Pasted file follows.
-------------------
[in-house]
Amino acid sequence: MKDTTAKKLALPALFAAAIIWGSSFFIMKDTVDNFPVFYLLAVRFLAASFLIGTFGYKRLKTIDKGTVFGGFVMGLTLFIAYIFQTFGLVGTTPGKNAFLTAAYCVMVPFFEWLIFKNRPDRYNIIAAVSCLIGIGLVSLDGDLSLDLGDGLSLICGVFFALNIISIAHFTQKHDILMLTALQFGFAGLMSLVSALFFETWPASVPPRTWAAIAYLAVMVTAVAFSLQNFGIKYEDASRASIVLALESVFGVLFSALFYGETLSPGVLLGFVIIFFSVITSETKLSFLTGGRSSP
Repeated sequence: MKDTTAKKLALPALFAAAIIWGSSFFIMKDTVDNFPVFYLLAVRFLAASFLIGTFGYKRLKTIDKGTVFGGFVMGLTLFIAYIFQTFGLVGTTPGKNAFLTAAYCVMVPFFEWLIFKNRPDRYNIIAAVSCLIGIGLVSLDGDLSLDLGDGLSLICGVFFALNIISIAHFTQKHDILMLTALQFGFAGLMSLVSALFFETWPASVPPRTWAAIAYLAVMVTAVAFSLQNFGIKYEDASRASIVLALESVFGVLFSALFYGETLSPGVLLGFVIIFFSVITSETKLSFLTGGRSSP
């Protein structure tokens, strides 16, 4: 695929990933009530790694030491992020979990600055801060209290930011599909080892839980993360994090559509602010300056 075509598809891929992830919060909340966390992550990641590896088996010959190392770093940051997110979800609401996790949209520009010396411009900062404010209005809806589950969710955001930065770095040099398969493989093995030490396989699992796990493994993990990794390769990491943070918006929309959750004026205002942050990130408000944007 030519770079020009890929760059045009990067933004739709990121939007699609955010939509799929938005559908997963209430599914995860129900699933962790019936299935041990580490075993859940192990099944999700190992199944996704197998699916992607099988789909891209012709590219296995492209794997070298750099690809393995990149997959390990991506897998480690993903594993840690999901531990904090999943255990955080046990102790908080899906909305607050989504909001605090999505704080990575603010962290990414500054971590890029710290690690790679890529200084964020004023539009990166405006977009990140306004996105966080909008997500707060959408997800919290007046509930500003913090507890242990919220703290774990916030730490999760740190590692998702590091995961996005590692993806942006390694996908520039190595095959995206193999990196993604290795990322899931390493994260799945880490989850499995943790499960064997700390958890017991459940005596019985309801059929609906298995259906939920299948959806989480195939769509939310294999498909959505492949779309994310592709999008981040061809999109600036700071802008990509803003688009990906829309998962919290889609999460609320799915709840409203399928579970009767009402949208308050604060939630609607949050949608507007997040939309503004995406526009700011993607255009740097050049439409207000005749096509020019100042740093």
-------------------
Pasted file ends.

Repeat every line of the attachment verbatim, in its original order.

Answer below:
[in-house]
Amino acid sequence: MKDTTAKKLALPALFAAAIIWGSSFFIMKDTVDNFPVFYLLAVRFLAASFLIGTFGYKRLKTIDKGTVFGGFVMGLTLFIAYIFQTFGLVGTTPGKNAFLTAAYCVMVPFFEWLIFKNRPDRYNIIAAVSCLIGIGLVSLDGDLSLDLGDGLSLICGVFFALNIISIAHFTQKHDILMLTALQFGFAGLMSLVSALFFETWPASVPPRTWAAIAYLAVMVTAVAFSLQNFGIKYEDASRASIVLALESVFGVLFSALFYGETLSPGVLLGFVIIFFSVITSETKLSFLTGGRSSP
Repeated sequence: MKDTTAKKLALPALFAAAIIWGSSFFIMKDTVDNFPVFYLLAVRFLAASFLIGTFGYKRLKTIDKGTVFGGFVMGLTLFIAYIFQTFGLVGTTPGKNAFLTAAYCVMVPFFEWLIFKNRPDRYNIIAAVSCLIGIGLVSLDGDLSLDLGDGLSLICGVFFALNIISIAHFTQKHDILMLTALQFGFAGLMSLVSALFFETWPASVPPRTWAAIAYLAVMVTAVAFSLQNFGIKYEDASRASIVLALESVFGVLFSALFYGETLSPGVLLGFVIIFFSVITSETKLSFLTGGRSSP
């Protein structure tokens, strides 16, 4: 695929990933009530790694030491992020979990600055801060209290930011599909080892839980993360994090559509602010300056 075509598809891929992830919060909340966390992550990641590896088996010959190392770093940051997110979800609401996790949209520009010396411009900062404010209005809806589950969710955001930065770095040099398969493989093995030490396989699992796990493994993990990794390769990491943070918006929309959750004026205002942050990130408000944007 030519770079020009890929760059045009990067933004739709990121939007699609955010939509799929938005559908997963209430599914995860129900699933962790019936299935041990580490075993859940192990099944999700190992199944996704197998699916992607099988789909891209012709590219296995492209794997070298750099690809393995990149997959390990991506897998480690993903594993840690999901531990904090999943255990955080046990102790908080899906909305607050989504909001605090999505704080990575603010962290990414500054971590890029710290690690790679890529200084964020004023539009990166405006977009990140306004996105966080909008997500707060959408997800919290007046509930500003913090507890242990919220703290774990916030730490999760740190590692998702590091995961996005590692993806942006390694996908520039190595095959995206193999990196993604290795990322899931390493994260799945880490989850499995943790499960064997700390958890017991459940005596019985309801059929609906298995259906939920299948959806989480195939769509939310294999498909959505492949779309994310592709999008981040061809999109600036700071802008990509803003688009990906829309998962919290889609999460609320799915709840409203399928579970009767009402949208308050604060939630609607949050949608507007997040939309503004995406526009700011993607255009740097050049439409207000005749096509020019100042740093």